Google Apps for Education – Privacy vs Services

Recently I read an article in the NY Times titled How Google Took Over the Classroom by Natasha SingerIt is a good article that talks about how G Suite for Education (formerly Google Apps for Education) has risen, very quickly and to great prominence in schools in America. You should read it!

One point in the article is the concern over privacy. The article shows how parents and IT professionals in the schools feel that this is just a giant data collection machine for Google. As we know Google makes most of its on advertising. You can read this report from the BBC and check out the graphic below that I snagged from it.

While Google does not serve ads to these students, teachers or whoever has a G Suite account, it is still collecting information and data on all of these people. It claims that it does not use or sell this data but that begs the question of why collect it?

Google has written its G Suite Terms of Service in plain English. It’s not a long read, but I’ve gone ahead and clipped what data they collect as you can see below.

Whether you believe the claim that they don’t sell the data or not (we have to take their word on this), what people fear is that once the student graduates, creates their own personal Google account, Google will associate all their data from their G Suite account with their personal account. In short, Google is collecting this data to build a better profile of that person and to get a better idea of how to serve proper ads to children of that age.

Looking at G Suites for Education through this lens looks a little insidious. I can see why this would leave a bad taste in people’s mouth and make them question if schools should use this service, but before you run down to your school and start protesting (you do have the option to opt out of G Suite) – you have to look at what is being offered to the district, school and student in return for this data collection.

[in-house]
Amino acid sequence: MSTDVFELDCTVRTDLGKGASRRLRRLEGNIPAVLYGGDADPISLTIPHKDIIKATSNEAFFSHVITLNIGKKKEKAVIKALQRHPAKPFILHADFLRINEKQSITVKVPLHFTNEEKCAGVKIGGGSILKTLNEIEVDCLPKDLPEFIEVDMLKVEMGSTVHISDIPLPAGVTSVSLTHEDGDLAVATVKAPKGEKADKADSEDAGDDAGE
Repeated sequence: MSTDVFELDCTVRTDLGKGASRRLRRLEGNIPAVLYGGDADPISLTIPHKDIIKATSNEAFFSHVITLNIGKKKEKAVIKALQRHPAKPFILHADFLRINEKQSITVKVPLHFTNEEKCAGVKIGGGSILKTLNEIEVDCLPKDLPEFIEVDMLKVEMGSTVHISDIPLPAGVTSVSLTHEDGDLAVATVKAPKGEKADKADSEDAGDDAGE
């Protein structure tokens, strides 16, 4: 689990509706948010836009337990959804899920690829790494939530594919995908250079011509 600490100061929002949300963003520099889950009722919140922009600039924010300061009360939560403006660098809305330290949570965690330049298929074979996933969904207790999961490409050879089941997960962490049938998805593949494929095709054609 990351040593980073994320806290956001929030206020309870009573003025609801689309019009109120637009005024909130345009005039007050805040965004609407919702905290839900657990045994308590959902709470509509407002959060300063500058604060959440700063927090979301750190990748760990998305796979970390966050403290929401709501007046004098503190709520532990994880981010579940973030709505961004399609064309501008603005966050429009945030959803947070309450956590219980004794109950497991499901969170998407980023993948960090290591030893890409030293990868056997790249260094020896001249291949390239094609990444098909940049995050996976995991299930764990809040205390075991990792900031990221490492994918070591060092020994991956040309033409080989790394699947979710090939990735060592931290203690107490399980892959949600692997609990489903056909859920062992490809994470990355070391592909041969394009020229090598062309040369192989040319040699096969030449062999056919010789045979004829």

The District

They save money, time and ease of use. If a school wanted complete privacy, they would need to have an IT professional in every building (maybe more) keeping email up and making sure that updates to the computers, servers and infrastructure at each location are done properly. In the Times article mentioned above Natasha says that schools in Chicago have saved 1.6 million by offsetting some IT costs.

That is money that should be reinvested into the district to hire more teachers, update buildings, purchase Chromebooks, new textbooks or supplies, etc. I think you get the idea. It also puts the power of Google behind your products. Google claims that their servics (G-mail, Drive, etc.) will be up 99.9%. In real numbers that means that throughout a year, these services will be down at a maximum of 8.76 hours. That’s impressive.


Teachers now have a reliable way to communicate with not just parents but for the first time in a long time, with their students. Whether they are using Google Classroom, G-Mail or Hangouts (or whatever they call it these days).